Thursday, July 16, 2009
Since December 2007 you've lost $33,500 if you're an "average" Australian. If you come from an average household, it's lost around $110,000.
Commonwealth Securities has calculated the losses using Treasury data released to economic modelers yesterday and Australian population estimates.
The Treasury says Australian households have lost a total of $602 billion in the five quarters since the crisis took hold, the longest run of wealth destruction in the five decades it's been compiling figures.
Household wealth per person peaked at $250,200 in December 2007 and fell to $216,700 by March. The Treasury estimate pulls together property, share market and financial wealth and is not broken down into components.
Income is also falling...
...with share market dividends sliding a record 37 per cent in half-year to March and take-home pay actually going backwards in the March quarter - the first such slide since the early 1990s recession.
Wage income fell 3 per cent in the first three months of this year as full-time work was switched to part-time work and overtime cut.
Income from unemployment benefits climbed to an all-time high with a record $3 billion paid out to job seekers by Centrelink , up from $2.7 billion in the December quarter.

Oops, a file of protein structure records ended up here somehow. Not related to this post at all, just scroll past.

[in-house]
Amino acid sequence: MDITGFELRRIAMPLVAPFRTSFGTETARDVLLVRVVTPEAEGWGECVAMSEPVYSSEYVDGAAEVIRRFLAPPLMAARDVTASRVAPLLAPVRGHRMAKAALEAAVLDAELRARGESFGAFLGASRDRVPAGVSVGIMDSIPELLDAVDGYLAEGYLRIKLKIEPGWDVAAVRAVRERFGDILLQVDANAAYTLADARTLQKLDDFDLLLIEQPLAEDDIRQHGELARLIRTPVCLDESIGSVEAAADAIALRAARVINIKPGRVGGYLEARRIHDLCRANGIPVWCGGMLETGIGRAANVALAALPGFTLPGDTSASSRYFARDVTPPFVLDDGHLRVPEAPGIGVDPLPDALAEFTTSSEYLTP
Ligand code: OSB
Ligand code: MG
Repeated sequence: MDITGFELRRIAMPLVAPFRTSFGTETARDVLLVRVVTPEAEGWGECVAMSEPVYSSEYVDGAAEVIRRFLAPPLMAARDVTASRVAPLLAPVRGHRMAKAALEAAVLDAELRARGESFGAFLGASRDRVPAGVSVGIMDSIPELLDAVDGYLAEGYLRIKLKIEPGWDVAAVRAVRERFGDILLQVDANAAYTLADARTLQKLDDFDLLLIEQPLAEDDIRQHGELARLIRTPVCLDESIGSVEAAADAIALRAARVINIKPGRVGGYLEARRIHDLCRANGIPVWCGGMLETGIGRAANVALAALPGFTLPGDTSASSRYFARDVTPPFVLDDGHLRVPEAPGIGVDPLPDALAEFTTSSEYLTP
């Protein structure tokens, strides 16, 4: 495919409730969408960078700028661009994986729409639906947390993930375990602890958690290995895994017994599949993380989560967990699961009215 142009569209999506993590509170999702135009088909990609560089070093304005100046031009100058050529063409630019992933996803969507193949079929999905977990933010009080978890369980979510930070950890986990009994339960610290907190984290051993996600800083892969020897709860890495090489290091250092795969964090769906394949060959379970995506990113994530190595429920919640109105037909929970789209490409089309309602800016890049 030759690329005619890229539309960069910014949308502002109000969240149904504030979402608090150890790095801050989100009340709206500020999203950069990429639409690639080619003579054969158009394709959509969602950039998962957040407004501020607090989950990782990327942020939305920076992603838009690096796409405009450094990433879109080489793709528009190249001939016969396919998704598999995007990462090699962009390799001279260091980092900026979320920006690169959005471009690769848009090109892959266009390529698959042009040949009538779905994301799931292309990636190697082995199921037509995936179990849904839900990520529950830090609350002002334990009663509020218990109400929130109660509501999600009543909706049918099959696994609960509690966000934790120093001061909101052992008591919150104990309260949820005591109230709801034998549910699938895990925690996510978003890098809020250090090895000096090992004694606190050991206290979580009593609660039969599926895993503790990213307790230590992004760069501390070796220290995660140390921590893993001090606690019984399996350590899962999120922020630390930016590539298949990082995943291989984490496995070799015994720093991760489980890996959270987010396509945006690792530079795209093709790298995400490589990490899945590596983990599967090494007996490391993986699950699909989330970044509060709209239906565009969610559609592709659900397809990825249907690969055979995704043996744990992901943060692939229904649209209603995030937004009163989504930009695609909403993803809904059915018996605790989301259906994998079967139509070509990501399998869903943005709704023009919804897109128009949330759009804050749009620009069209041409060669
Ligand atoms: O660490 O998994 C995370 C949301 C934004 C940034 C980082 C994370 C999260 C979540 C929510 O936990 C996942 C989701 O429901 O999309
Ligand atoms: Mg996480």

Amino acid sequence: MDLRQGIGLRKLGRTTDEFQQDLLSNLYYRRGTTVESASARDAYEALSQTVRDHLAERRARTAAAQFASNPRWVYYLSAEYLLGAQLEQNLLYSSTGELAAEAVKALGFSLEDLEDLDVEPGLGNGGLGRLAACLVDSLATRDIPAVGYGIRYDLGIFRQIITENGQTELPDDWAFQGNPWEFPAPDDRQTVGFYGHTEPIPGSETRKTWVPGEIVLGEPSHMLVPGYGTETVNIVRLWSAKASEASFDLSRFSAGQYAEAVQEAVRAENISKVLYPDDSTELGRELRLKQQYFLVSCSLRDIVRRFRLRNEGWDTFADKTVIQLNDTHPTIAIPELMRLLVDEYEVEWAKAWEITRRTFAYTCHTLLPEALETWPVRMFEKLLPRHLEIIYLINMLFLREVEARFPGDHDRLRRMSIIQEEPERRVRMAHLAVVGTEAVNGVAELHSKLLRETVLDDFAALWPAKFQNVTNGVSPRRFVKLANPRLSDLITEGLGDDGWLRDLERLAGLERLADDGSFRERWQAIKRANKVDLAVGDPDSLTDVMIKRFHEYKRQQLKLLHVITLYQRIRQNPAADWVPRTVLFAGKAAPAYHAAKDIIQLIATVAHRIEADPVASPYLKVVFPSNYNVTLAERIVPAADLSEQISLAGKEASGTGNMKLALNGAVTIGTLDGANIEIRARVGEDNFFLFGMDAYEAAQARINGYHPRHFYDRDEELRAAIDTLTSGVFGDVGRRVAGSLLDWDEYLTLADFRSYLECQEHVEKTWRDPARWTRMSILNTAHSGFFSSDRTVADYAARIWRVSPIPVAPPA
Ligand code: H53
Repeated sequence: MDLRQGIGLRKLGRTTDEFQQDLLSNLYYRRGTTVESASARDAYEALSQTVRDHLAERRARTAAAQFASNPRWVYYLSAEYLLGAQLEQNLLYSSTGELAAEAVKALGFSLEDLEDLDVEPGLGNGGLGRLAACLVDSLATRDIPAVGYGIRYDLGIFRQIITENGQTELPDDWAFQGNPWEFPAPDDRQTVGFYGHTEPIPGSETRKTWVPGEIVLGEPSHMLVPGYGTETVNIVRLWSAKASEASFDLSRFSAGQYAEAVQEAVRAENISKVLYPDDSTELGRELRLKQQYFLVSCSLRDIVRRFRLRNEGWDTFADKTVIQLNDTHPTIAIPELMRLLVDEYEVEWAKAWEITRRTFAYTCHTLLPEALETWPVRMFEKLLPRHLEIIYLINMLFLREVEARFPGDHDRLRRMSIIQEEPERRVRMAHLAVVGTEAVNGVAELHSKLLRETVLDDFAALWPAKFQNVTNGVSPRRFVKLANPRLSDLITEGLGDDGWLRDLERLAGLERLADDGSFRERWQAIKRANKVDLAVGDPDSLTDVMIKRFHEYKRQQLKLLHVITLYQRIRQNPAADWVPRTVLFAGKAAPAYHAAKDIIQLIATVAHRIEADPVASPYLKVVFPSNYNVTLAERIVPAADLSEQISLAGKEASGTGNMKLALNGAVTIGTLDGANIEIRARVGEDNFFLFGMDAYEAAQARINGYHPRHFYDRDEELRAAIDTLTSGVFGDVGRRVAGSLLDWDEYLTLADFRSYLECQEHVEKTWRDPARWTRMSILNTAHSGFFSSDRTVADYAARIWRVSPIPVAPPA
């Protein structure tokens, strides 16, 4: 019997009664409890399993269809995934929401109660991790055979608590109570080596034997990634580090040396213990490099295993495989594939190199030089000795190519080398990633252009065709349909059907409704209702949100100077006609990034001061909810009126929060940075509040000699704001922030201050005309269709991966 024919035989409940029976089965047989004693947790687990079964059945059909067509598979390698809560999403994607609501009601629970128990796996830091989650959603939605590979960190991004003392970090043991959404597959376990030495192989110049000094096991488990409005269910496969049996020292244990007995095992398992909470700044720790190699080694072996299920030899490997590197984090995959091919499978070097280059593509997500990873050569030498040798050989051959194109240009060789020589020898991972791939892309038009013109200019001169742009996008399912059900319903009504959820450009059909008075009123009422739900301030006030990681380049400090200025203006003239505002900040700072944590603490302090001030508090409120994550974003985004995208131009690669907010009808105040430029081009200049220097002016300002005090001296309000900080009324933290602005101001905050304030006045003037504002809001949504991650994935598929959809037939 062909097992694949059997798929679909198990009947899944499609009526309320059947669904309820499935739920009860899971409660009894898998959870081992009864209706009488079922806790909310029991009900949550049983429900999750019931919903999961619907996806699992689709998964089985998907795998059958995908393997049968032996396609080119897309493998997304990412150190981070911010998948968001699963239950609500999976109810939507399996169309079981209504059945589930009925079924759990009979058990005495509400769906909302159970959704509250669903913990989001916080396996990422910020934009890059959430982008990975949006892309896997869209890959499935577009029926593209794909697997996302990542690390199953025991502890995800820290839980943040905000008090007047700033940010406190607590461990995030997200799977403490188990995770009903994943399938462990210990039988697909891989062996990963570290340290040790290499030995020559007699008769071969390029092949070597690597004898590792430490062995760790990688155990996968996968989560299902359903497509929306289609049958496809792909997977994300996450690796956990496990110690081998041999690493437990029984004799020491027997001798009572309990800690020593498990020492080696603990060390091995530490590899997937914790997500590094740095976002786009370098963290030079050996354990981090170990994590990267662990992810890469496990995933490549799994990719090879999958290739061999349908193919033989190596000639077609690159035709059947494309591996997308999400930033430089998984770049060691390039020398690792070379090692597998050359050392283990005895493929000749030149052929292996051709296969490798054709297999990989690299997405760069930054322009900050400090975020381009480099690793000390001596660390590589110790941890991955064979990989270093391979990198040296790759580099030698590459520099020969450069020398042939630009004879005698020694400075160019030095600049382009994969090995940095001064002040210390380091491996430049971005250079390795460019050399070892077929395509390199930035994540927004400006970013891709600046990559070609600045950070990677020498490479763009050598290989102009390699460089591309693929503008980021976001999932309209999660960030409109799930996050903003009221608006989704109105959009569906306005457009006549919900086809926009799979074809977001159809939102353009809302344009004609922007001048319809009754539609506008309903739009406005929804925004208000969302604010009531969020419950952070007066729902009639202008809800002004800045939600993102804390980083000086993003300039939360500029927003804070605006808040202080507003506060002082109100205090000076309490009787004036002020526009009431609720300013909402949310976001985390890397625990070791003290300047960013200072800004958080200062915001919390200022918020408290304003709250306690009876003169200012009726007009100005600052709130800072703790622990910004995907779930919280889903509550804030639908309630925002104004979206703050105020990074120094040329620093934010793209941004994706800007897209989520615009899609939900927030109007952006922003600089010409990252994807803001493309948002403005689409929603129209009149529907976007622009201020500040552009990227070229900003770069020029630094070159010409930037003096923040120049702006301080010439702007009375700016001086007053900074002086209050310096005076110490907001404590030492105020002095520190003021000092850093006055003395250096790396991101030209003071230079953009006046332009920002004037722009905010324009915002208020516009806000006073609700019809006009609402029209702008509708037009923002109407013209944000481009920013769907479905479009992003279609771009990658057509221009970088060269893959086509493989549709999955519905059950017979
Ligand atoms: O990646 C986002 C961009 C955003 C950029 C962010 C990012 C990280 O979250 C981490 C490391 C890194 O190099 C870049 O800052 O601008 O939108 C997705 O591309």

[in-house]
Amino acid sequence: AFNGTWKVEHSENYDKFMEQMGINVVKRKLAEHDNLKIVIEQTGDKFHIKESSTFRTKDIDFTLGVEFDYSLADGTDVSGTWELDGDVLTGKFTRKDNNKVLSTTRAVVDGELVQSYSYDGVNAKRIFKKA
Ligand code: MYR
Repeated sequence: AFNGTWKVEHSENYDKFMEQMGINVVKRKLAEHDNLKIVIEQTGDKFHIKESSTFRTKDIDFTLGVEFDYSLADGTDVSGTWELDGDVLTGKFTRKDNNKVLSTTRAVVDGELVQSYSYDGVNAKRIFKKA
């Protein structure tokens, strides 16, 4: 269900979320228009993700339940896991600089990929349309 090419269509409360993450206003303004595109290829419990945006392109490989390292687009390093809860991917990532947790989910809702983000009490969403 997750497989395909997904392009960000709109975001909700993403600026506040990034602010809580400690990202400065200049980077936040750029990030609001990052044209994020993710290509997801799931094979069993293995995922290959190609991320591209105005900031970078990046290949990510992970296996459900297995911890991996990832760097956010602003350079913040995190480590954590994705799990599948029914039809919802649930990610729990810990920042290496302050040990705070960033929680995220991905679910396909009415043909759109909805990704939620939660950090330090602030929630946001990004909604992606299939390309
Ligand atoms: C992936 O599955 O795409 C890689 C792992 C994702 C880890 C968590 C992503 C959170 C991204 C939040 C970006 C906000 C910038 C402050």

"These figures quantify and bring home the profound impact of the global slump," said CommSec economist Savanth Sebastian. "The sharp decline in wealth has has hurt consumer spending, cascaded to weaker business profits and is pushing up unemployment."
CommSec believes the latest decline in wealth will be the last for some time.
"We think wealth recovered in the June quarter. House prices climbed and the share market improved substantially. The slide should be over," said Mr Sebastian.
Residex data released also yesterday showed national house prices climbing a further 0.7 per cent in June after climbing 2.1 per cent in May, enough to claw back all of the losses over the last year.
Residex says the typical Sydney house price is now $577,500, up 0.8 per cent over the year, and the typical Melbourne price $492,500 - up 2.7 per cent, the best performance in the nation.
The price rises are most striking for units with prices in both Sydney and Melbourne up 5.7 per cent over the first six months of this year.
"Units are benefiting substantially from strong first home buyer demand," said Westpac economist Matthew Hassan. "The uptrend in prices appears to be building momentum, attracting interest from upgraders and investors."
"It is also removing a significant downside risk to the consumer and economic outlook stemming from the potential for house price falls to cut household wealth and weigh on consumer demand."
The Seek employment index for June points to a slowdown in deterioration in the labour market with the number of new jobs advertised on the Seek site falling a further 4.5 per cent, but the number of new job applicants climbing only 0.2 per cent.
Seek managing director Joe Powell said the news showed the jobs market stabilising rather than improving.
Published in today's SMH and Age
Graphic: Arthur 2